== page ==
Treasurer Josh Frydenberg tabled the 2021-22 Federal Budget last night.


Budget overview

  • The underlying cash deficit in 2021-22 is forecast to be $106.6 billion, equivalent to 5.0 per cent of GDP.
  • The budget position is expected to improve over the forward estimates to a deficit of $57 billion (2.4 per cent of GDP) in 2024-25 and to a deficit of 1.3 per cent of GDP by the end of the medium term.
  • Gross debt is expected to be $829 billion (40.2 per cent of GDP) at 30 June 2021 and to further increase to $963 billion or 45.1 per cent by the end of June 2022.
  • Australia’s economy is forecast to grow by 1.25 per cent in 2020-21 and 4.25 per cent in 2021-22. The unemployment rate is expected to fall to 5 per cent in June 2022.


Tax incentives for individuals and businesses

  • Low and middle income earners will continue to get a tax cut worth up to $1,080 per individual in 2021-22 as the temporary low and middle income tax offset (LMITO) is retained for an additional year.
  • Temporary full expensing and temporary loss carry-back will be extended for another year until 2022-23. Businesses with a turnover of up to $5 billion will be able to immediately deduct the full cost of eligible depreciable assets acquired from 7:30pm (AEDT) on 6 October 2020 and first used or installed by 30 June 2023. Eligible companies will also be able to carry-back tax losses from the 2022-23 income year to offset previously taxed profits as far back as the 2018-19 income year.
  • From 1 July 2022, a patent box will be introduced for medical and biotech companies. The patent box will tax income derived from Australian medical and biotech patents at 17 per cent. Normal corporate tax rates are 25 per cent for small and medium companies and 30 per cent for others.
  • From 1 July 2022, A digital games tax offset (DGTO) will be introduced to promote the growth of the digital games development industry in Australia. Eligible game developers will receive a 30 per cent refundable tax offset for qualifying Australian games expenditure.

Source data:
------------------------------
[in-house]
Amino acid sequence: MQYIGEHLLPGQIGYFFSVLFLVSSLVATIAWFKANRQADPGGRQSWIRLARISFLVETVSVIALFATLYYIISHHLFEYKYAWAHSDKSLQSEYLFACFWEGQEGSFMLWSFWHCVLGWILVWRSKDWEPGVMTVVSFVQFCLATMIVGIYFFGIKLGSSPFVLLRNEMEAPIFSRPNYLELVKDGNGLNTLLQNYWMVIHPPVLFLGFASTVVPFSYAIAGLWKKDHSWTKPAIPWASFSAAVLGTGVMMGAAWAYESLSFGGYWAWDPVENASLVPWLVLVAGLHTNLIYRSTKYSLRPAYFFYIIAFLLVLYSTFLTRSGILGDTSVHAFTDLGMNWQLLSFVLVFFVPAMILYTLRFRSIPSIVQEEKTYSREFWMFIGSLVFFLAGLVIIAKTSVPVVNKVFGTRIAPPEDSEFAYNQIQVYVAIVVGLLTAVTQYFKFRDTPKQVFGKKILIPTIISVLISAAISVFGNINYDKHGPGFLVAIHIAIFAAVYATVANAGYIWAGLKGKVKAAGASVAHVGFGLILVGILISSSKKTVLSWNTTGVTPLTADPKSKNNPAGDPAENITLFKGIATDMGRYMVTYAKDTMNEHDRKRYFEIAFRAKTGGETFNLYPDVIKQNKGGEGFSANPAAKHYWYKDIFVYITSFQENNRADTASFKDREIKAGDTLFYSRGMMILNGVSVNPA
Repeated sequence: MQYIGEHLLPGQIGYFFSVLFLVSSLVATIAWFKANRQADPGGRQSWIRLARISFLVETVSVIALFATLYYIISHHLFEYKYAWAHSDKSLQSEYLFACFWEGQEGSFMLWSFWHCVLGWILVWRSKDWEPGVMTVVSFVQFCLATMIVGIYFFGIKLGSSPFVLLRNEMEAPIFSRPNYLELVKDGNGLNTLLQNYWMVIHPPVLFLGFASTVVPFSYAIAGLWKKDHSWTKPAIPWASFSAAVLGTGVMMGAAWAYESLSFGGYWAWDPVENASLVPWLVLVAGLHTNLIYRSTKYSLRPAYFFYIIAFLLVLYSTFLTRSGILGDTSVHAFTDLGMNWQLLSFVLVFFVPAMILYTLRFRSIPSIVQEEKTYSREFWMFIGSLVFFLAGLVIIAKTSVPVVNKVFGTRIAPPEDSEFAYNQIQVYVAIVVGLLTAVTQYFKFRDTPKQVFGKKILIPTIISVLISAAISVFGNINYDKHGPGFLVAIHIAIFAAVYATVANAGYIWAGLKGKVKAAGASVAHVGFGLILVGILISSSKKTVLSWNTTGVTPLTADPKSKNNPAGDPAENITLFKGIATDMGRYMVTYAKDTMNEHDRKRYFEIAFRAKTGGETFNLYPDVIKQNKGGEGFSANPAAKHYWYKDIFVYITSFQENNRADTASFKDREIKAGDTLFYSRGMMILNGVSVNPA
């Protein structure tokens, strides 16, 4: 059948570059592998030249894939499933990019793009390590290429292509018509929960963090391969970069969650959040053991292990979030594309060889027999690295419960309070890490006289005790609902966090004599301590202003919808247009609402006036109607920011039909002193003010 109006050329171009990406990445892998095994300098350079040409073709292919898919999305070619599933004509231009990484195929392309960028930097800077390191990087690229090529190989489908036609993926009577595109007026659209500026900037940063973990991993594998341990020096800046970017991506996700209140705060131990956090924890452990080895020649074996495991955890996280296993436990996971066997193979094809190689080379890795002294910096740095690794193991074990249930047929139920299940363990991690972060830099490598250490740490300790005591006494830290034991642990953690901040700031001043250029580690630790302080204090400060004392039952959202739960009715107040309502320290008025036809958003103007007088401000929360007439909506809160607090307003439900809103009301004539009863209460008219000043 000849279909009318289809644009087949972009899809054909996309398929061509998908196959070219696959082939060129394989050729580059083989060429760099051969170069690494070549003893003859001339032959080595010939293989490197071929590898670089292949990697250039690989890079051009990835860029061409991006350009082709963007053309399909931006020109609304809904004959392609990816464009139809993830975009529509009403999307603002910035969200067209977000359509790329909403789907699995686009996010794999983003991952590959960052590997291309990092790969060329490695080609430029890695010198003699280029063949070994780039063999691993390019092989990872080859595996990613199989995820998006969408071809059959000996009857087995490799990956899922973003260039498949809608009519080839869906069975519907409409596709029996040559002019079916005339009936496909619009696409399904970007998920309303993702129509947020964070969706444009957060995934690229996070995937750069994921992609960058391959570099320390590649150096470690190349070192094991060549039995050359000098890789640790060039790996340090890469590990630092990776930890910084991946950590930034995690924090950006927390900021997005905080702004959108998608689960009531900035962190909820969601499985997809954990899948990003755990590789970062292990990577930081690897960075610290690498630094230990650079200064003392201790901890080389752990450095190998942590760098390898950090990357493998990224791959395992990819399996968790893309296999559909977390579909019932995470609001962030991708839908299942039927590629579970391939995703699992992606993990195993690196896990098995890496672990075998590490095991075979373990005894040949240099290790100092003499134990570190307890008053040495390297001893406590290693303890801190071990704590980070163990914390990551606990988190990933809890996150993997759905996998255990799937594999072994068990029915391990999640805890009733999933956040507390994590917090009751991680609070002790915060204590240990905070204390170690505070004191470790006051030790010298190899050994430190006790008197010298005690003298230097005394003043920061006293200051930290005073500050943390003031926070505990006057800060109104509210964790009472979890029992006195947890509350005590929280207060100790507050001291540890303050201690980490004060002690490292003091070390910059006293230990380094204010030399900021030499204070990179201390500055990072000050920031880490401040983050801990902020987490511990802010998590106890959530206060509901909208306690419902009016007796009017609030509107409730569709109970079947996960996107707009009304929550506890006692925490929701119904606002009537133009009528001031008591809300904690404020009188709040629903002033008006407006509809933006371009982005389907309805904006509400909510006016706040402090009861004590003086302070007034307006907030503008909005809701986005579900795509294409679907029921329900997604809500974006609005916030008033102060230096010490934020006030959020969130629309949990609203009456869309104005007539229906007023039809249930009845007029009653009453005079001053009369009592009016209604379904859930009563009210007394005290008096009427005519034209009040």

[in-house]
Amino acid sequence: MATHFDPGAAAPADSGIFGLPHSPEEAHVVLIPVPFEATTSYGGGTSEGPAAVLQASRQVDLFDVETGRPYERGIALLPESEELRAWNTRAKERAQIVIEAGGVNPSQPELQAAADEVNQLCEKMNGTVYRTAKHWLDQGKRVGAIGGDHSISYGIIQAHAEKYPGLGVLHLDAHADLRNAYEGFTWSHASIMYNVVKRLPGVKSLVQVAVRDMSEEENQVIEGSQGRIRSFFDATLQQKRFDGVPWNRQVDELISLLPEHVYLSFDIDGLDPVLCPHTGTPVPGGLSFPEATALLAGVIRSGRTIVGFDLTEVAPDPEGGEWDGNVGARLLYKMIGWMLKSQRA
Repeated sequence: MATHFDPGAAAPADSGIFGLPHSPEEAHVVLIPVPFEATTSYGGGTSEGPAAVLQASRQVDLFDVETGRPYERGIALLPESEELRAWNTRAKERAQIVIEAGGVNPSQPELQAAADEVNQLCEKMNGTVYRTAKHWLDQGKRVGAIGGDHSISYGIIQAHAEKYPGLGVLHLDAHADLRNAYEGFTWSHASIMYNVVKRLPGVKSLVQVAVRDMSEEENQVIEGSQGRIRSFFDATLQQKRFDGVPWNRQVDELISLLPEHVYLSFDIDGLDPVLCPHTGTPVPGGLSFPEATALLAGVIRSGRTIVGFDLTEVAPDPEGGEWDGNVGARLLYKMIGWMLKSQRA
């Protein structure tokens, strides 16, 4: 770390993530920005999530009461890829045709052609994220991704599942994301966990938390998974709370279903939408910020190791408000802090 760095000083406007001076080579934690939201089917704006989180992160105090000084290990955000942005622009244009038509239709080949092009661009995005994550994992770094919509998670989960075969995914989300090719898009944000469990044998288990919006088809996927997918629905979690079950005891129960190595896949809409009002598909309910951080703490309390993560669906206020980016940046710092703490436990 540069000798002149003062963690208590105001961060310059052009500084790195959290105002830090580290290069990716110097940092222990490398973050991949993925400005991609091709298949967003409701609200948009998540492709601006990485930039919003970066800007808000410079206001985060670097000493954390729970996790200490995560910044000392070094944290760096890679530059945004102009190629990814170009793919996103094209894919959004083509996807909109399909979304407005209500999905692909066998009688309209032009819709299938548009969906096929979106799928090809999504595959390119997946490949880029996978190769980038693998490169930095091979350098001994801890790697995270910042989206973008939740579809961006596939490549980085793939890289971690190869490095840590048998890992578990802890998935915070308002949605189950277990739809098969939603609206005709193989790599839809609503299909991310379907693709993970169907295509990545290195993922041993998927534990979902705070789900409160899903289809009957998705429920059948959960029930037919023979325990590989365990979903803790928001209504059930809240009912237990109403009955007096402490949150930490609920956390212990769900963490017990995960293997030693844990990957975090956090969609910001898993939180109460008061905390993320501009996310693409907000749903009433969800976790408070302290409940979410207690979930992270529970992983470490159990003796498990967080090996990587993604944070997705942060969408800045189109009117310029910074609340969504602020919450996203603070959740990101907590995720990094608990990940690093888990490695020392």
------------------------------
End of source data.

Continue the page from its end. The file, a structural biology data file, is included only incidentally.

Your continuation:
Child care

  • From 1 July 2022, the child care subsidy for the second and subsequent child will receive a 30% booster. The annual cap of $10,560 per child will also be removed.



  • The $450 per month superannuation threshold will be removed to expand the superannuation guarantee, improving coverage and increasing retirement savings, particularly for women.
  • Changes are made to superannuation to support older Australian. This includes repealing the work test for non-concessional and salary sacrificed superannuation contributions and reducing the minimum age of the downsizer superannuation contribution.


Social security

  • A four year newly-arrived resident’s waiting period will be applied across most welfare payments from 1 January 2022.
  • The New Employment Services Model (NESM) will replace Jobactive from 1 July 2022. This includes establishing a new digital employment services platform.



  • The women’s budget statement is reinstated.


Budget papers

Budget Paper No. 1: Budget Strategy and Outlook
Budget Paper No. 2: Budget Measures
Budget Paper No. 3: Federal Financial Relations
Budget Paper No. 4: Agency Resourcing
Women’s Budget Statement


Budget speech

Transcript of Treasurer’s speech to Parliament


Portfolio papers

Portfolio Budget Statements


Ministerial statements

Regional Ministerial Budget Statement 2021-22 : Supporting Regional Recovery and Growth


Austaxpolicy’s Budget Forum 2021 articles

Structural Changes, but No Sustainability Reset, by Miranda Stewart.

This Was an Election Budget on Steroids, by John Hewson.

The Volunteer Workforce Is Key to Achieving Budget Priorities, by Sue Regan.

Looming Tax Cuts Prevent Genuine Expenditure Reform, by Maria Racionero.

Australia’s Planned Patent Box: A Means of Stimulating Innovation? By Sonali Walpola and Tracy Wang.

Could It Pack a Punch? Maybe, but There’s a Lot at Stake: The Reactivation of the Corporate Collective Investment Vehicle, by Alex Evans.

Don’t Shoot in the Dark: Business Support in the Australian Budget, by Andrés Bellofatto, Begoña Dominguez and Jorge Miranda-Pinto.

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